School of Education Holds Annual Literacy Symposium

The Monmouth University School of Education held their annual Literacy Symposium on Friday, Oct. 20.

The event serves to provide professional development for teachers in local school districts, focusing on the instruction for students in kindergarten through twelfth grade, according to Carolyn Groff, Ph.D, Department Chair in the School of Education.

“This allows teachers, especially local teachers, to have a professional development day,” said Lilly Steiner, an associate professor of education. “It also highlights the work of the graduate students who present, and it shows the community how education research and the practice of education intersect and result in professional development.”

The symposium also features workshops and a presentation by a keynote speaker.

“This year, Dr. Katherine Stahl from New York University (NYU) was chosen because of her award-winning research and teaching in the area of early literacy,” explained Groff. “The keynote speaker needs to be a well-known and published scholar in the field of K-12 literacy instruction.”

Stahl is the Director of the NYU Literacy Clinic and has done extensive research on the topics of comprehension, reading acquisition, and struggling readers. Stahl’s keynote address, held in Anacon Hall at 9:30 a.m., was titled “Helping Erica (and Other Young Children with Comprehension Difficulties)” and focused on the importance of comprehension research in early reading instruction, and provided practical suggestions for implementing such methods of teaching in primary grades.

“She has been a teacher for 25 years, and she is an outstanding educator,” said Steiner. “Currently, we use our textbooks, she’s done great works on literacy assessment and reading comprehension with children who struggle. We were really fortunate to have her.”

According to Steiner, the keynote address was well-received, especially as Stahl made an effort to speak to other presenters and visited the other workshops. 

This year, eight workshops were presented at the symposium. According to Groff, the workshops are given by University faculty and other local teachers and administrators, many of whom are graduates of the University’s School of Education.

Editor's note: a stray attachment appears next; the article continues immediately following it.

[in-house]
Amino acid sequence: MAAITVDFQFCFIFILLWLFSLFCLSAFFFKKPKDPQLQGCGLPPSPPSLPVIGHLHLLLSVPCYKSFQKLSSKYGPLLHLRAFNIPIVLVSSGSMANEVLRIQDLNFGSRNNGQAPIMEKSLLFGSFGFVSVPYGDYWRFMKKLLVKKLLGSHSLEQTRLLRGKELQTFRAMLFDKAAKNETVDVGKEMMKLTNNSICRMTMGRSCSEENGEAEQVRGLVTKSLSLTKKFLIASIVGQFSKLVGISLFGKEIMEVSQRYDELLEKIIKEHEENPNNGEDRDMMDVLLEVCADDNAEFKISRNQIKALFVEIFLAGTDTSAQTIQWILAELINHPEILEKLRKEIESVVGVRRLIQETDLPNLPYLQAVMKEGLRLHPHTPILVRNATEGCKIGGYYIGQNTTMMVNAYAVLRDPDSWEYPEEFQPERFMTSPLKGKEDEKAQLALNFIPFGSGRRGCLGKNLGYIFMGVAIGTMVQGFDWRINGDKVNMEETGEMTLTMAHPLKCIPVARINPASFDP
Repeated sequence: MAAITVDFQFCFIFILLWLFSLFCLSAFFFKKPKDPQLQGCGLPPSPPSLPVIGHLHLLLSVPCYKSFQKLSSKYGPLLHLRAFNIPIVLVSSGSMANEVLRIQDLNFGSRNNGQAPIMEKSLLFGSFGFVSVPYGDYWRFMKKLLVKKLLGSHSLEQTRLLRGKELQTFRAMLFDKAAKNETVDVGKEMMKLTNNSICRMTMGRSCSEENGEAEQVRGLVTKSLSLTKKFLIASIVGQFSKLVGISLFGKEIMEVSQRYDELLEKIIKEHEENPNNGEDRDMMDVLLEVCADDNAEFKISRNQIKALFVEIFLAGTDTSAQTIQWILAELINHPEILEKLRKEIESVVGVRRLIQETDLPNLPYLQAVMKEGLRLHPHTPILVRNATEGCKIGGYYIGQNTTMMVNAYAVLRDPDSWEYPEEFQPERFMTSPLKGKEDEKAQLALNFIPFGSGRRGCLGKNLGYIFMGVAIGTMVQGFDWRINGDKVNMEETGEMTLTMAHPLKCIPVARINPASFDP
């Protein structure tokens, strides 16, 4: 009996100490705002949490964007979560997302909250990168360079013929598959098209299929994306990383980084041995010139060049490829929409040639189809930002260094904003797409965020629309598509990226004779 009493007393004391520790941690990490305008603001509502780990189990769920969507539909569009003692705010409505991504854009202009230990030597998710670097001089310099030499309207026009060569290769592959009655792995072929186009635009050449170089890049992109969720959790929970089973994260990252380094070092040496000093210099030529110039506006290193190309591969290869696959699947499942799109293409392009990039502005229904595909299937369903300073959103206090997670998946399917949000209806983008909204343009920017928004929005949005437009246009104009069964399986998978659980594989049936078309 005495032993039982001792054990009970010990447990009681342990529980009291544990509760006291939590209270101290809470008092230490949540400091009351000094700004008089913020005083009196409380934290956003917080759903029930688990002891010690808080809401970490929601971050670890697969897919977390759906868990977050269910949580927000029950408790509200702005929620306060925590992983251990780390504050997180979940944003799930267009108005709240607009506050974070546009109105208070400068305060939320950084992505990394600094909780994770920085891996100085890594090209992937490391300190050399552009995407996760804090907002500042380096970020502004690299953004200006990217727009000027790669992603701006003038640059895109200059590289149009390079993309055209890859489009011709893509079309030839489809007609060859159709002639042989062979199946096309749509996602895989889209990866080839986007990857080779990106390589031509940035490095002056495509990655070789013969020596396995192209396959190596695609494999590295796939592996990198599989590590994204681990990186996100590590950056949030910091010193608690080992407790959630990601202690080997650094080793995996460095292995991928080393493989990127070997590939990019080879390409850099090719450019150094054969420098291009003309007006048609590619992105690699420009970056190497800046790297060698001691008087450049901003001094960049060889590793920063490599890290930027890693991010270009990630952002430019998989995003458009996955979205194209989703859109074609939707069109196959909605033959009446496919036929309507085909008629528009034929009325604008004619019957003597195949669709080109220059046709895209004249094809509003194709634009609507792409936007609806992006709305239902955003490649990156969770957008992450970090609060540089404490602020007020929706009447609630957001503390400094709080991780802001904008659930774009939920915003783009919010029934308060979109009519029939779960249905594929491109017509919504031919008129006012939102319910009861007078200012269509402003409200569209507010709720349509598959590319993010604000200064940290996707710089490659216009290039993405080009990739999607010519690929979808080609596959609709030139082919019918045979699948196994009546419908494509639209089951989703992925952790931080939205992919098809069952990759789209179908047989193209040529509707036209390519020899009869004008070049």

“The topics that are covered are similar every year because they need to cover the range of what is considered to be the key pieces of literary instruction, such as word study, vocabulary, comprehension strategies, and writing,” said Groff. “However, the presentations of these topics vary according to the presenters.”

Held in the Rebecca Stafford Student Center from 9:00 until approximately 1:00, the workshops were separated into Session A and Session B sections. Session A sections began at 10:30 a.m., and Session B workshops ran began at 11:30 a.m. In each session, attendees could choose to attend one of four panels.

The Session A workshops included presentations such as “Designing Comprehension Instruction for Students With Diverse Needs”, by Rachel Fox and Marisa Scarpitta, “Using Digital Literacy to Enhance Reading and Writing Instruction for the 21st Century Leaner, Grades 3 – 8”, by Sheryl Konopack and Christine Frenville, “Dyslexia: The Dirty Word”, by Dierdre Goodman, and “Literacy Integration Into Early Childhood Science Instruction”, by Katlyn Nielsen.

The Session B workshops featured topics such as “Falling In Love With Close Reading”, by Adrienne Hansen, “Filling in the Blanks: Graphic Novels and Multimodal Artifacts”, by Alex Romagnoli, Ph.D., “Book Clubs: Tapping the Interests of Young Readers”, by Stacy Frazee, and “Building Tier 2 Vocabulary” by Colleen Henkin.

“While this symposium primarily benefits practicing teachers, we also have School of Education students attend as well,” said Groff.

“It is quite content specific so if one is not an education major or a teacher, one may have difficulty grasping the content. That said, we certainly welcome everyone from the community who is interested to join us,” Groff added.

The event also included a continental breakfast before the programming, and was concluded with a networking luncheon, which featured a hot buffet, door prizes, and a slide show.